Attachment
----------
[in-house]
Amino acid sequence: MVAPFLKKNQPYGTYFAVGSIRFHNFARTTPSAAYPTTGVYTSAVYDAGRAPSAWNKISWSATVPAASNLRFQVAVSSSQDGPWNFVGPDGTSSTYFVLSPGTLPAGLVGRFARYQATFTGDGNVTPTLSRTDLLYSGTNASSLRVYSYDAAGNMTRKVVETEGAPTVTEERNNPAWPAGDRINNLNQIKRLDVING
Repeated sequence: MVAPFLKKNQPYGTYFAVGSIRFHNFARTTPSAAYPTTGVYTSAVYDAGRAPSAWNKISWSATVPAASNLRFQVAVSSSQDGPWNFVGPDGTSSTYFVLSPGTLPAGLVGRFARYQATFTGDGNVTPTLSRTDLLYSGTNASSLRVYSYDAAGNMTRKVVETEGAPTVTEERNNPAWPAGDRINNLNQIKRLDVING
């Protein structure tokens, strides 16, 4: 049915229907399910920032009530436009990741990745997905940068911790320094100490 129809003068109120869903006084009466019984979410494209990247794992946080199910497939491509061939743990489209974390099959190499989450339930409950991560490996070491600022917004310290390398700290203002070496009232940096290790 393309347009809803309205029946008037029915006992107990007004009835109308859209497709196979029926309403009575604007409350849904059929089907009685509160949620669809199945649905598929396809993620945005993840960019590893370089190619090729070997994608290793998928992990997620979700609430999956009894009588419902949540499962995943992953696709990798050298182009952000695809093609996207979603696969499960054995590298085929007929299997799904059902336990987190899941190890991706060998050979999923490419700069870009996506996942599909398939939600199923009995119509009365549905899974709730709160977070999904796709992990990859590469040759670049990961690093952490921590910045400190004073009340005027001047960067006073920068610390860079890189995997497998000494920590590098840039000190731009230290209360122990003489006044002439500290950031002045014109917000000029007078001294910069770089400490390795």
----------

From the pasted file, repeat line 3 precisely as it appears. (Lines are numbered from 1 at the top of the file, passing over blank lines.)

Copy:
Repeated sequence: MVAPFLKKNQPYGTYFAVGSIRFHNFARTTPSAAYPTTGVYTSAVYDAGRAPSAWNKISWSATVPAASNLRFQVAVSSSQDGPWNFVGPDGTSSTYFVLSPGTLPAGLVGRFARYQATFTGDGNVTPTLSRTDLLYSGTNASSLRVYSYDAAGNMTRKVVETEGAPTVTEERNNPAWPAGDRINNLNQIKRLDVING